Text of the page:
FROM Jesse Eisinger
Mark Zuckerberg and "Impact Investing" At the age of 31, Facebook Founder Mark Zuckerberg is one of the richest men in the world. Now he wants to invest in the future. He and his wife have pledged $45 billion to improve education, cure disease, connect people and build strong communities. It's a form of "impact investing" that supporters call the future of charity. Skeptics say it's a way of escaping taxes and increasing political power. We hear from both sides and look at what happened to Zuckerberg's earlier effort to reform public schools in Newark, New Jersey.
Does America Need a New Model for Disaster Relief? Hurricane Isaac struck Louisiana and Mississippi in August of 2012. Hurricane Sandy hit New York and New Jersey several weeks later. The Red Cross claimed its relief efforts had been “flawless.” But internal documents and insider interviews show more concern about appearing to provide assistance than actually doing the real thing. That’s according to investigative reports by Pro Publica and NPR , denounced by the Red Cross as sensational “witch hunts.” The agency refused to open its records and went to court, claiming release of what it called “trade secrets” would cause it “competitive harm.” How did the Red Cross spend hundreds of millions of donated dollars? Is it prepared to handle future disasters?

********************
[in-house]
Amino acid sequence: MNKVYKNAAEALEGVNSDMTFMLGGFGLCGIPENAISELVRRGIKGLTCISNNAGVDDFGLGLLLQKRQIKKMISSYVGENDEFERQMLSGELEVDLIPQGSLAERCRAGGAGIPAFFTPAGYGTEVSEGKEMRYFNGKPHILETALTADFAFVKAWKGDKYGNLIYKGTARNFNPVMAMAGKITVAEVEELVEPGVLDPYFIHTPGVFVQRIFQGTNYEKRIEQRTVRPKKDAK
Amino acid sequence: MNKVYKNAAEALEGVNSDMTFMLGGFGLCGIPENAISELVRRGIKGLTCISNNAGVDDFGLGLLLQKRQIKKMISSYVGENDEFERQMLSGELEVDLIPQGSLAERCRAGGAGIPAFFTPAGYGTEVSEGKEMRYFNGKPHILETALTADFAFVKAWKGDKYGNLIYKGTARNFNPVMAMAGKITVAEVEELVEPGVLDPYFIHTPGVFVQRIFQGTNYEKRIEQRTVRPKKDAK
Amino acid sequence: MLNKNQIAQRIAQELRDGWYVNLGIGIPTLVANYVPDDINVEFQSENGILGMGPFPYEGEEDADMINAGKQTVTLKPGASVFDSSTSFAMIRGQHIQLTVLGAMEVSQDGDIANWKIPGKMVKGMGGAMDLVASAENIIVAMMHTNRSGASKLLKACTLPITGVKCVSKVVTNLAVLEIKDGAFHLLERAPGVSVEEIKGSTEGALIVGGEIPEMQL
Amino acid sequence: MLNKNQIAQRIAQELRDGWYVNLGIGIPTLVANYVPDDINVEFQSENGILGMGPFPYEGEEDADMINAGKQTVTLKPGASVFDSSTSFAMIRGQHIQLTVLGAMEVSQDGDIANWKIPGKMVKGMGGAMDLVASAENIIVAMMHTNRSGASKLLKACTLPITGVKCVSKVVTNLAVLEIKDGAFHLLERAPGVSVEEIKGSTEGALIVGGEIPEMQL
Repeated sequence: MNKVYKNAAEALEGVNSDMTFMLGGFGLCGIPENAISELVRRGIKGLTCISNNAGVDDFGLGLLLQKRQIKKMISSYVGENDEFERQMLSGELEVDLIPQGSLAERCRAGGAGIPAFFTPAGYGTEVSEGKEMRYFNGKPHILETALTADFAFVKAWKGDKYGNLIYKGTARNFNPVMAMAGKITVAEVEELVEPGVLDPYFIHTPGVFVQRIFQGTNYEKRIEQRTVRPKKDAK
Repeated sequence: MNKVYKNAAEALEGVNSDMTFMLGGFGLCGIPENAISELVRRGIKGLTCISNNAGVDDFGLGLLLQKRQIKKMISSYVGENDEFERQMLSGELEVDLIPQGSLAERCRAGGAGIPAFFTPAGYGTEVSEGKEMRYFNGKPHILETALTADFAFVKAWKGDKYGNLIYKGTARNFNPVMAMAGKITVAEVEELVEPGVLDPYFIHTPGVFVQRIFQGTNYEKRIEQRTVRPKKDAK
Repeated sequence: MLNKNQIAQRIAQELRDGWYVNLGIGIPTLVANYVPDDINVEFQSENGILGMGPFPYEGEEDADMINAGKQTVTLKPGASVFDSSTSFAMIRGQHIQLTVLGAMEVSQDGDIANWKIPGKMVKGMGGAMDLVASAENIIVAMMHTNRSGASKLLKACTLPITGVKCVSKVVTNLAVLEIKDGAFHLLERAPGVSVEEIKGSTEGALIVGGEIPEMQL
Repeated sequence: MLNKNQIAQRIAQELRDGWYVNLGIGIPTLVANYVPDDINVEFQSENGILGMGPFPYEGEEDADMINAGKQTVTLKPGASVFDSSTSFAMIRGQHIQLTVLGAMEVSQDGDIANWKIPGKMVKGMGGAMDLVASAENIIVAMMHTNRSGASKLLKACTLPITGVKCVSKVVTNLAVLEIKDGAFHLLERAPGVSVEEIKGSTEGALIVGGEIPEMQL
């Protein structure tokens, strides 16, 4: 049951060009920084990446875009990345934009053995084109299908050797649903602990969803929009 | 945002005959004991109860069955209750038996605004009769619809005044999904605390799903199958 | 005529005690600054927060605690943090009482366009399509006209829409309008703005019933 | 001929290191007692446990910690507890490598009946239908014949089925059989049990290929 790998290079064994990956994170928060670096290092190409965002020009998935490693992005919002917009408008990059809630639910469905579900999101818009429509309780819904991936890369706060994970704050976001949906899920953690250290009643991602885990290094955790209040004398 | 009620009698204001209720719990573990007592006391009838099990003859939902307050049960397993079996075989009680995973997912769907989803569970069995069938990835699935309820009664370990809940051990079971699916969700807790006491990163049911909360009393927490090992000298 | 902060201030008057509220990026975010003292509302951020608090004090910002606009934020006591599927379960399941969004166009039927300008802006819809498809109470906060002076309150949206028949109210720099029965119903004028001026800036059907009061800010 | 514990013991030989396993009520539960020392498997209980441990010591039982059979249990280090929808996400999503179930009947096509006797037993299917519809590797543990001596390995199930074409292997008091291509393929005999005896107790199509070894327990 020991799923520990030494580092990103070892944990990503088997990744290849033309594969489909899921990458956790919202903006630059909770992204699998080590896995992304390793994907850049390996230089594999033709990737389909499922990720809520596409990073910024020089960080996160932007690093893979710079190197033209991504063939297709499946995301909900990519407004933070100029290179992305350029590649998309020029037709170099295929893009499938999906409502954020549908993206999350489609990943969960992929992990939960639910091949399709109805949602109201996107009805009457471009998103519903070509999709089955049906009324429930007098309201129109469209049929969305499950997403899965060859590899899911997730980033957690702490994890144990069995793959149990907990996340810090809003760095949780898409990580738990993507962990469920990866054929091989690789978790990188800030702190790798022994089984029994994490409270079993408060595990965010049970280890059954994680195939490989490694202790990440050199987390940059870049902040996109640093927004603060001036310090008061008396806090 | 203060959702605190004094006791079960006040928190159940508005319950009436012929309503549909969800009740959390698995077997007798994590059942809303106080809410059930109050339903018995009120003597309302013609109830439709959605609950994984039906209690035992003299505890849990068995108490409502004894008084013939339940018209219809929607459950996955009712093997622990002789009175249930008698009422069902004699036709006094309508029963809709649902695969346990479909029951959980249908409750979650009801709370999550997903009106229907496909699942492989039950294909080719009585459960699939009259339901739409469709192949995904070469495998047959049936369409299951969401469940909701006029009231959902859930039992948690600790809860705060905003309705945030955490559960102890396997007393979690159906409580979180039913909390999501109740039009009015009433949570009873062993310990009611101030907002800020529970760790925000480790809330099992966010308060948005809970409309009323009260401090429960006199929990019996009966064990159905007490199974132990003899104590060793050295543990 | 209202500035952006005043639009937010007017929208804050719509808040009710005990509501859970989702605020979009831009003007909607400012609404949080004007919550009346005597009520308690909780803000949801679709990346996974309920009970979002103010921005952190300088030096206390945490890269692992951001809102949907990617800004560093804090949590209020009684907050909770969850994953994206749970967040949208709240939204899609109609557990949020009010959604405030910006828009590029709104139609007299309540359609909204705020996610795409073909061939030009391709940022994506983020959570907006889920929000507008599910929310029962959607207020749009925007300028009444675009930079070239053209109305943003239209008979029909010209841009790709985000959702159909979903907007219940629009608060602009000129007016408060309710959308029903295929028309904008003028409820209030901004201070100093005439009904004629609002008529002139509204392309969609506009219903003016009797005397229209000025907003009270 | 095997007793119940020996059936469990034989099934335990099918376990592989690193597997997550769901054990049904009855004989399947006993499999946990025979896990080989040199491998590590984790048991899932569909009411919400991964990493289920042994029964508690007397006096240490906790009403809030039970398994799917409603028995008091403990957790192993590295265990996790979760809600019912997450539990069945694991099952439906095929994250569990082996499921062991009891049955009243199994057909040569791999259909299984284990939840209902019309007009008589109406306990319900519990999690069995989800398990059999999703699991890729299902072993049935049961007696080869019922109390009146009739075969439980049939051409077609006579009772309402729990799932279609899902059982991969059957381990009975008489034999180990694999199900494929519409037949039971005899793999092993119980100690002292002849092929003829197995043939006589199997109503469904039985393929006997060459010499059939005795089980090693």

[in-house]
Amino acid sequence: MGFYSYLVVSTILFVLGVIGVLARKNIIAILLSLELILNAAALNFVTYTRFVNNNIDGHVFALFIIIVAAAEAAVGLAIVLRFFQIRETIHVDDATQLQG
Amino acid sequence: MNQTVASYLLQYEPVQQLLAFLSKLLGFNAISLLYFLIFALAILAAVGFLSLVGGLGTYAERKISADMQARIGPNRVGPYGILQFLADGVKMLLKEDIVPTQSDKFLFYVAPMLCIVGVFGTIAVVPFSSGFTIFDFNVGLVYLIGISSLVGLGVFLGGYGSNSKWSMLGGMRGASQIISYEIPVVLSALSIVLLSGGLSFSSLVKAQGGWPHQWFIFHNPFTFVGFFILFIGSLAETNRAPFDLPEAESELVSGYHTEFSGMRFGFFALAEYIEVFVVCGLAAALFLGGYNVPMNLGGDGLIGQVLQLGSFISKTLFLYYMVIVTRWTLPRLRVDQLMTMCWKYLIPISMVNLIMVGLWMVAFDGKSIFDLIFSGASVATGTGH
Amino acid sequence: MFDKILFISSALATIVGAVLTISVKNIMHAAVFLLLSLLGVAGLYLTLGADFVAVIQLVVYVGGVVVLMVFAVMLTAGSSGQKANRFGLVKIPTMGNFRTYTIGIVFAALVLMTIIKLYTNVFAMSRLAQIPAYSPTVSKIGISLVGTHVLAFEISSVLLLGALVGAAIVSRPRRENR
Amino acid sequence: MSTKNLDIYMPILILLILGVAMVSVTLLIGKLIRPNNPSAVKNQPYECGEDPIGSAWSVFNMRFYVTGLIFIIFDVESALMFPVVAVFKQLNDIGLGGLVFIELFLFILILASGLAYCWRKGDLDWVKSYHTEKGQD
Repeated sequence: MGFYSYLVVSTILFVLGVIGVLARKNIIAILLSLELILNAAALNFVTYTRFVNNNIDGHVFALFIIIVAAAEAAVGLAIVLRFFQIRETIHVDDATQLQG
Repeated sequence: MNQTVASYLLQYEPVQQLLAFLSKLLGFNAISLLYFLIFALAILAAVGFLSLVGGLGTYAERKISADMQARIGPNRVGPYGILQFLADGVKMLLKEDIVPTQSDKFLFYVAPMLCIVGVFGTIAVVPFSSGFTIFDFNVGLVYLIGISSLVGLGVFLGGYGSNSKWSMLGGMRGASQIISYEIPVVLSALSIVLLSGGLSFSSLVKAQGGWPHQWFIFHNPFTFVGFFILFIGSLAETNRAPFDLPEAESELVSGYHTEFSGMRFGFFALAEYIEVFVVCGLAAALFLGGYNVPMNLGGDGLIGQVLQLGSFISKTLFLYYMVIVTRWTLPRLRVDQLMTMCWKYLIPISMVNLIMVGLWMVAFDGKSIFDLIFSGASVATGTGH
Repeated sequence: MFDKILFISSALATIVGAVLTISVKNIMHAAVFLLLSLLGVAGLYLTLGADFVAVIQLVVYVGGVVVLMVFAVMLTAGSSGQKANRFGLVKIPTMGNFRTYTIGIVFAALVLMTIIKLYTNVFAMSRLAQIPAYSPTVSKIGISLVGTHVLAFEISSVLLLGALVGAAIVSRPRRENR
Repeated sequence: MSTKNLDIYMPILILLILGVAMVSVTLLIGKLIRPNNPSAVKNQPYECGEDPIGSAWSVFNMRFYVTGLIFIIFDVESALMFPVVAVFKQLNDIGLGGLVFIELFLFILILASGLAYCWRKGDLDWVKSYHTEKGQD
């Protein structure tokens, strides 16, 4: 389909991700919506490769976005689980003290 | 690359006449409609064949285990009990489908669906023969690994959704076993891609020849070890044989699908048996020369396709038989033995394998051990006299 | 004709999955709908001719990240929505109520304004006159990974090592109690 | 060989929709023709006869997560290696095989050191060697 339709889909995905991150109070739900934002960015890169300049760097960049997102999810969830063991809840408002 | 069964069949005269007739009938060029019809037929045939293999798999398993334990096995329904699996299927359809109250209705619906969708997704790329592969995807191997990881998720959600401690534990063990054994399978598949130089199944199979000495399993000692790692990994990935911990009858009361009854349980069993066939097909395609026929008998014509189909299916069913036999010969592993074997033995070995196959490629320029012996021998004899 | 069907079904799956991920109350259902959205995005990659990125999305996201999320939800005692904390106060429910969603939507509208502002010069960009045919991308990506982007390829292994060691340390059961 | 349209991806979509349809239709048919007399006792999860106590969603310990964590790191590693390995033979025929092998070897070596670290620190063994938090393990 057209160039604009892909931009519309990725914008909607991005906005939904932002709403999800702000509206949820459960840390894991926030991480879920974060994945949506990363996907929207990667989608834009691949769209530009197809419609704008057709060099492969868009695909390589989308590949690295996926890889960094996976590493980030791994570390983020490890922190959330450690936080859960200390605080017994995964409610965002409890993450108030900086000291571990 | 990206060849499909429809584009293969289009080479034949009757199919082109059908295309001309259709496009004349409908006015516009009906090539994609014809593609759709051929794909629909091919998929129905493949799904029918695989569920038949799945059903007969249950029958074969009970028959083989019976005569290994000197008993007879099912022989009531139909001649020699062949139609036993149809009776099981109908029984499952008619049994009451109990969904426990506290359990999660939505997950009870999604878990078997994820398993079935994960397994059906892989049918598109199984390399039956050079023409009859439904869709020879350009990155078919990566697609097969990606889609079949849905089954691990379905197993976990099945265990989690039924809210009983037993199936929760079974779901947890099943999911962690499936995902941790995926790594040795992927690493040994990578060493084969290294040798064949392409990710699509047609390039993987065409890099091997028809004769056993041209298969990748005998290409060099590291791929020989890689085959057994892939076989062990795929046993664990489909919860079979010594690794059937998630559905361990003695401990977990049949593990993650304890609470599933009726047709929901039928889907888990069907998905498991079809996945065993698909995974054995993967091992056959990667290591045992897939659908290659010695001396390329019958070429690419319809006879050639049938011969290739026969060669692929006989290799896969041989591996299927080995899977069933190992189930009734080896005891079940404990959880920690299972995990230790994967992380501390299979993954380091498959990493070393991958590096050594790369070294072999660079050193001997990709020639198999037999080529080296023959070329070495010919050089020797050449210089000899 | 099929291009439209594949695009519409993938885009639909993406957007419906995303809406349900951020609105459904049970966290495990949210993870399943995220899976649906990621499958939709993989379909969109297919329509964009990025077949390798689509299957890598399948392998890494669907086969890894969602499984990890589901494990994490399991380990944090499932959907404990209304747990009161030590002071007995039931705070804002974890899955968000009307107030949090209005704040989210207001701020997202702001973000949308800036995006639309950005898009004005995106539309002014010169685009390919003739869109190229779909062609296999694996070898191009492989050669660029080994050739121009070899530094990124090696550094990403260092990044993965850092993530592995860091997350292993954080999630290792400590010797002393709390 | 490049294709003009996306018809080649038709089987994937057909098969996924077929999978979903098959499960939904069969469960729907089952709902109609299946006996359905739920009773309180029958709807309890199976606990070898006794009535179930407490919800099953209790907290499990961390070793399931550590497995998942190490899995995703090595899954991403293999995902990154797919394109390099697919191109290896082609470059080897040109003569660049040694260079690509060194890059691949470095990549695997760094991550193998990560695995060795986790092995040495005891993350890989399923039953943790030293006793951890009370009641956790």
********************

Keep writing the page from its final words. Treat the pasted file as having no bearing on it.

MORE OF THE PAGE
Why Are Big Companies Rarely Ever Punished? This week, it's been reported that federal prosecutors are about to file criminal charges against two of the world's biggest banks. But that threat may sound more dramatic in headlines than it will turn out to be in reality. Big corporations are rarely, if ever, punished, and criminal charges against big banks may not be what they seem. That's the conclusion of Jesse Eisinger, senior reporter for Pro Publica , whose story on corporate impunity appears in Sunday's New York Times Magazine .
Who's to blame for the opioid crisis? Some of the lawyers who took on Big Tobacco are now going after Big Pharma. It’s all about the deadly epidemic of opioid use. Are the drug companies to blame? What about the users? Later, on today’s Talking Point: making sense of Britain’s upset election.
White House budget proposal slashes and burns President Trump's first budget request is considered dead on arrival in Congress — a familiar development in Capitol Hill. We hear what it reveals about the priorities of the new administration. What's likely to die… and what might survive?
What happens when America retreats from the world? Is President Trump taking his "America First" agenda to extremes, withdrawing the country from the international stage on trade and climate change, distancing America from its traditional allies across the Atlantic and even threatening to physically isolate the country through the building of a wall along its southern border? León Krauze guest hosts.
Terrorism and tweets, hate speech and murder Just days before an election, Britain is coping with a rash of deadly terrorism, and Prime Minister Theresa May is on the defensive. And again today, President Trump has tweeted criticism of the Mayor of London. Later, a double murder in Portland, Oregon has revealed the ugly past of a supposedly “progressive” city. One immediate question: is “hate speech” protected by the First Amendment?